An umbilical hernia is a weakness in the stomach lining, characterised by a swelling around the navel as tissues push through, according to MedLinePlus. In children, it can repair itself by three or four years of age. If it does not do so, surgery is indicated. It is relatively common among adults as well, primarily in overweight individuals and in women, following pregnancy.
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Surgery to repair an umbilical hernia is often done on an outpatient basis. In many cases, a mesh is used to cover the opening in the belly lining. MedLinePlus states that this is an accepted and safe procedure for repairing this kind of a hernia. The mesh is inserted and stitched to the adjacent tissues. Eventually, the tissues heal over the mesh and it becomes an integral part of the body, never needing to be removed.
Problems and Risks
While MedLinePlus states that this is the generally accepted procedure, there are some risks to using mesh. Multiple manufacturers produce mesh for these kinds of surgeries. Therefore, the physician must understand the physiology of the patient and know details about available mesh products to ensure the appropriate product is being used. In rare cases, the mesh may cause abdominal swelling and pain.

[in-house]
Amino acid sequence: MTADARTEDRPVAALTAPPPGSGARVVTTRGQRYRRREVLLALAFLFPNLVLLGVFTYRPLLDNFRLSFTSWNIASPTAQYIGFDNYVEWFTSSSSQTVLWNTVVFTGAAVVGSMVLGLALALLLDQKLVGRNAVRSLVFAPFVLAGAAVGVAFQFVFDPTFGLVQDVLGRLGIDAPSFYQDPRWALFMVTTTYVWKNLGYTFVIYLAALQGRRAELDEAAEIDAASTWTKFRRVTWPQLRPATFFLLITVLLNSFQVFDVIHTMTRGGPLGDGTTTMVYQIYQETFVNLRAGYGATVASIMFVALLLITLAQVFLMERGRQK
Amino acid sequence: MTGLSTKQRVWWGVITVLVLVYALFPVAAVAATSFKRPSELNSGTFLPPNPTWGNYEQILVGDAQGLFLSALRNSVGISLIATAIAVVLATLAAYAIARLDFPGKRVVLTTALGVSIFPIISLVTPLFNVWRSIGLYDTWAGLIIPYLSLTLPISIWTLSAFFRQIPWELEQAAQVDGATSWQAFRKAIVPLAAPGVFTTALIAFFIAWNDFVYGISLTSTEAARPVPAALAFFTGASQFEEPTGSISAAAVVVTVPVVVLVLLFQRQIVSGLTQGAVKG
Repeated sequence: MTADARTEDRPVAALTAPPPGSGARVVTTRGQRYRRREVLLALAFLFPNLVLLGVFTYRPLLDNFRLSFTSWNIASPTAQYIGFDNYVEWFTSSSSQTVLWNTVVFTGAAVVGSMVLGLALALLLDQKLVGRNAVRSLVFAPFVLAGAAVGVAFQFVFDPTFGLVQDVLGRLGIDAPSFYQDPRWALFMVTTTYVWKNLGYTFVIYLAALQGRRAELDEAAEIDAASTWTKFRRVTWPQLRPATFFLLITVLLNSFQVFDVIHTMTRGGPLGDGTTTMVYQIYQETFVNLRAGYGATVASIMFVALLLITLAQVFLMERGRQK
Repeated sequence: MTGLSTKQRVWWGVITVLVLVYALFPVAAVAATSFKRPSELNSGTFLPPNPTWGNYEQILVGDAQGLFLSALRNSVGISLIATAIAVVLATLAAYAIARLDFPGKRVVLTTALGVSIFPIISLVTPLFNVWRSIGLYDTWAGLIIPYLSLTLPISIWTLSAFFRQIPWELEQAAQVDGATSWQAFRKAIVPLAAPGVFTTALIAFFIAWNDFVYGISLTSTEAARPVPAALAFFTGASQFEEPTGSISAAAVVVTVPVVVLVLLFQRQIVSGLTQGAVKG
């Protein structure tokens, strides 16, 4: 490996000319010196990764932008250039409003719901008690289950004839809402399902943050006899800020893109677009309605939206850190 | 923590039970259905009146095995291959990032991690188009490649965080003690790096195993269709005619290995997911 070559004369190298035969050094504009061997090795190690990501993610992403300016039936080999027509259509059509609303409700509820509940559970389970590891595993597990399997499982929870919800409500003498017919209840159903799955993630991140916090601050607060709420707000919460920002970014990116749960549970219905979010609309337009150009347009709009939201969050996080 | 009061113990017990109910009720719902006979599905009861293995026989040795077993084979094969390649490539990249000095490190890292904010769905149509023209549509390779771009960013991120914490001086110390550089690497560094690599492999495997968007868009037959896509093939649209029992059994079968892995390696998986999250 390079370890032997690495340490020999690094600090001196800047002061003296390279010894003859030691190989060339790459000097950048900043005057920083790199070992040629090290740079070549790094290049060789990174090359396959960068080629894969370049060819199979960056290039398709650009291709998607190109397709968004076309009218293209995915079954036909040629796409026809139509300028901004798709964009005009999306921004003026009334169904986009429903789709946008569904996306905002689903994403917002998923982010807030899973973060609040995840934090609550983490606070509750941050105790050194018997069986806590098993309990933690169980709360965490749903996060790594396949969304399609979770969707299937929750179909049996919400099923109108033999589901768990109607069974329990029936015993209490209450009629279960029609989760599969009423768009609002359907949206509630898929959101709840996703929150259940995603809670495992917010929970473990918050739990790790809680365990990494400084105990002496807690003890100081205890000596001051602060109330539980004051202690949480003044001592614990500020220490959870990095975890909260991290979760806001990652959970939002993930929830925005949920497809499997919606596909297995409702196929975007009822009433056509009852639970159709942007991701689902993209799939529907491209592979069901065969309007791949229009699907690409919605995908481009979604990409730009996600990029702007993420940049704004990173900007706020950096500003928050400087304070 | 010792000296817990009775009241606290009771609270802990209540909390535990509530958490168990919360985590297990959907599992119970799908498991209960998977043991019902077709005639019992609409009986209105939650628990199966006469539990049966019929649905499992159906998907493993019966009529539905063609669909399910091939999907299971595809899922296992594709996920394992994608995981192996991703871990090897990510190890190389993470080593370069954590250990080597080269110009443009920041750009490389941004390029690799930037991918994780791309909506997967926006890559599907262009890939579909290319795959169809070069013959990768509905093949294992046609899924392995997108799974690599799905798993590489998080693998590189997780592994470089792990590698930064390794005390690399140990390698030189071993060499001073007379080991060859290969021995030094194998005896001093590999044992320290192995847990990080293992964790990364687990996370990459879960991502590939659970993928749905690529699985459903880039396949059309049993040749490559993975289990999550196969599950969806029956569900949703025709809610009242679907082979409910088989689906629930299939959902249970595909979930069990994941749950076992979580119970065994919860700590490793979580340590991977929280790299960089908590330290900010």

A physical examination will determine if the hernia is small enough to be repaired using local anesthetic or if the hernia is large enough to warrant full anesthetic. The anaesthetist will review with the patient their medical history and current health, according to MedLinePlus, in order to ensure proper and safe anaesthesia use. He may ask the patient not to eat or drink for six hours prior to the procedure. The physician may ask that the patient cease any use of aspirin, anti-inflammatories or blood thinners two to four days prior to surgery.
Surgery will likely be done on an outpatient basis. The patient will be released once vital signs are good and health is deemed stable. The physician will teach the patient how to care for incision area at home, according to MedLinePlus. If redness, swelling, undue or unusual pain, bleeding or fever occur, the physician should be contacted at once.
Very few umbilical hernias recur after surgery. Incidences which may cause incurrence to be more likely include a very large hernia, surgery done without mesh or surgery performed on a child younger than three years old, according to the MedLinePlus. While side effects may occur with mesh, surgeries are more successful when using the mesh than when performed without it.
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